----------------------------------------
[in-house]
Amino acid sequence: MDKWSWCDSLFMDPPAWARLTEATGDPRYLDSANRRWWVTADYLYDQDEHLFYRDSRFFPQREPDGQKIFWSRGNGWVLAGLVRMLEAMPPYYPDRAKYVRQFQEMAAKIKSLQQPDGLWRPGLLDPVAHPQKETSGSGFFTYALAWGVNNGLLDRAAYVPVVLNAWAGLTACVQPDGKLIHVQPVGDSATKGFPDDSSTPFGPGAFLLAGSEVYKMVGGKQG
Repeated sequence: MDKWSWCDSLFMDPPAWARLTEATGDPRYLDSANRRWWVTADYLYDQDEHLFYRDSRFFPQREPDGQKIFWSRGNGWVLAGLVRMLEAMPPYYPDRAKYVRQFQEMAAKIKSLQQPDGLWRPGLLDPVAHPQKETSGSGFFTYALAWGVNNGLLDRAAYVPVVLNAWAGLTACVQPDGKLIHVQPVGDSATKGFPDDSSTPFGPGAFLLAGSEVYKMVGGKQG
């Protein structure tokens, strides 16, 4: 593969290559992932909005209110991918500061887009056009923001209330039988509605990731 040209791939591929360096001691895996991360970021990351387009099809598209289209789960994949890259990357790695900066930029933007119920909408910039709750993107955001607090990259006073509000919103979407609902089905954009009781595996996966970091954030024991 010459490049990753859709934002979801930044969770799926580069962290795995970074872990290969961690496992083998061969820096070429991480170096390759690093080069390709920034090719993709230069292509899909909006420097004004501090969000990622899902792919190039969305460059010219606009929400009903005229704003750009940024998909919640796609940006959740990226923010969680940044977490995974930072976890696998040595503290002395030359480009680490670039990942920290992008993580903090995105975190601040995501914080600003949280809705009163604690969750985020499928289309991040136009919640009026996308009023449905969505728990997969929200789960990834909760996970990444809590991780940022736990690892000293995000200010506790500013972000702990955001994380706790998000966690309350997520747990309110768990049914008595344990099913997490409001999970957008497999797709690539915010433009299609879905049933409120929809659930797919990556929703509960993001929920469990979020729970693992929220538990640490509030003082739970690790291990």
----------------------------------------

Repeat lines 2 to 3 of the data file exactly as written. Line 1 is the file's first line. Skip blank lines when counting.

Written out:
Amino acid sequence: MDKWSWCDSLFMDPPAWARLTEATGDPRYLDSANRRWWVTADYLYDQDEHLFYRDSRFFPQREPDGQKIFWSRGNGWVLAGLVRMLEAMPPYYPDRAKYVRQFQEMAAKIKSLQQPDGLWRPGLLDPVAHPQKETSGSGFFTYALAWGVNNGLLDRAAYVPVVLNAWAGLTACVQPDGKLIHVQPVGDSATKGFPDDSSTPFGPGAFLLAGSEVYKMVGGKQG
Repeated sequence: MDKWSWCDSLFMDPPAWARLTEATGDPRYLDSANRRWWVTADYLYDQDEHLFYRDSRFFPQREPDGQKIFWSRGNGWVLAGLVRMLEAMPPYYPDRAKYVRQFQEMAAKIKSLQQPDGLWRPGLLDPVAHPQKETSGSGFFTYALAWGVNNGLLDRAAYVPVVLNAWAGLTACVQPDGKLIHVQPVGDSATKGFPDDSSTPFGPGAFLLAGSEVYKMVGGKQG